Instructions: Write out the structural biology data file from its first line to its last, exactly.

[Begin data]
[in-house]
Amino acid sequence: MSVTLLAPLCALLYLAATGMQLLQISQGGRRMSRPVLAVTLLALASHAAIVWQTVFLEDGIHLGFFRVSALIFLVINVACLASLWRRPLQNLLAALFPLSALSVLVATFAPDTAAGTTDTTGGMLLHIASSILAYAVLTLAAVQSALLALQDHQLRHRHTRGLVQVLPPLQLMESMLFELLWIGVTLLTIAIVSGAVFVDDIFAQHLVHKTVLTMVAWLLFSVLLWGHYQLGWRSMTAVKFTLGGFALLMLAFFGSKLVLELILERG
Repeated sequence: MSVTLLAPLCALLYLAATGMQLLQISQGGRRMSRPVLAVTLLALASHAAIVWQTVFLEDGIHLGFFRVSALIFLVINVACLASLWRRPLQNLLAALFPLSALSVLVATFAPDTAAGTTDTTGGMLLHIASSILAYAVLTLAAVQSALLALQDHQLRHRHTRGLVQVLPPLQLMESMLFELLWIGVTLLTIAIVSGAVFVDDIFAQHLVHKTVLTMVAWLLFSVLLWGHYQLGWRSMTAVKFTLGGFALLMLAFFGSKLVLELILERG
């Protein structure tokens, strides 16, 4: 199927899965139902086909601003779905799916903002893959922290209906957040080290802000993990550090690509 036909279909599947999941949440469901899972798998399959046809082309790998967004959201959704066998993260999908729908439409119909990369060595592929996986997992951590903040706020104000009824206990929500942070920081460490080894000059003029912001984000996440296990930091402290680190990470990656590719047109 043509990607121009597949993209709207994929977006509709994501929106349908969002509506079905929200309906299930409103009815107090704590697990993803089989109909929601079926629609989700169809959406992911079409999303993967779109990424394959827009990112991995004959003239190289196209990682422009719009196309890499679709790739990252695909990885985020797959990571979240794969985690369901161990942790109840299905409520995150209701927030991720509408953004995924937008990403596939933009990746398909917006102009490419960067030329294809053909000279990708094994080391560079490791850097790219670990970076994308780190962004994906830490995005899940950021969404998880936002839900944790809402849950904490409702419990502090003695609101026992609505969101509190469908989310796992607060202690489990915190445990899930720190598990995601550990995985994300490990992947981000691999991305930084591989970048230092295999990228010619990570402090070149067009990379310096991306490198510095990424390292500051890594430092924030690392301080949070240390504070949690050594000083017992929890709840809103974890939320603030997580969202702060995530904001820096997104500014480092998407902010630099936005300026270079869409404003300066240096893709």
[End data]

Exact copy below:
[in-house]
Amino acid sequence: MSVTLLAPLCALLYLAATGMQLLQISQGGRRMSRPVLAVTLLALASHAAIVWQTVFLEDGIHLGFFRVSALIFLVINVACLASLWRRPLQNLLAALFPLSALSVLVATFAPDTAAGTTDTTGGMLLHIASSILAYAVLTLAAVQSALLALQDHQLRHRHTRGLVQVLPPLQLMESMLFELLWIGVTLLTIAIVSGAVFVDDIFAQHLVHKTVLTMVAWLLFSVLLWGHYQLGWRSMTAVKFTLGGFALLMLAFFGSKLVLELILERG
Repeated sequence: MSVTLLAPLCALLYLAATGMQLLQISQGGRRMSRPVLAVTLLALASHAAIVWQTVFLEDGIHLGFFRVSALIFLVINVACLASLWRRPLQNLLAALFPLSALSVLVATFAPDTAAGTTDTTGGMLLHIASSILAYAVLTLAAVQSALLALQDHQLRHRHTRGLVQVLPPLQLMESMLFELLWIGVTLLTIAIVSGAVFVDDIFAQHLVHKTVLTMVAWLLFSVLLWGHYQLGWRSMTAVKFTLGGFALLMLAFFGSKLVLELILERG
């Protein structure tokens, strides 16, 4: 199927899965139902086909601003779905799916903002893959922290209906957040080290802000993990550090690509 036909279909599947999941949440469901899972798998399959046809082309790998967004959201959704066998993260999908729908439409119909990369060595592929996986997992951590903040706020104000009824206990929500942070920081460490080894000059003029912001984000996440296990930091402290680190990470990656590719047109 043509990607121009597949993209709207994929977006509709994501929106349908969002509506079905929200309906299930409103009815107090704590697990993803089989109909929601079926629609989700169809959406992911079409999303993967779109990424394959827009990112991995004959003239190289196209990682422009719009196309890499679709790739990252695909990885985020797959990571979240794969985690369901161990942790109840299905409520995150209701927030991720509408953004995924937008990403596939933009990746398909917006102009490419960067030329294809053909000279990708094994080391560079490791850097790219670990970076994308780190962004994906830490995005899940950021969404998880936002839900944790809402849950904490409702419990502090003695609101026992609505969101509190469908989310796992607060202690489990915190445990899930720190598990995601550990995985994300490990992947981000691999991305930084591989970048230092295999990228010619990570402090070149067009990379310096991306490198510095990424390292500051890594430092924030690392301080949070240390504070949690050594000083017992929890709840809103974890939320603030997580969202702060995530904001820096997104500014480092998407902010630099936005300026270079869409404003300066240096893709």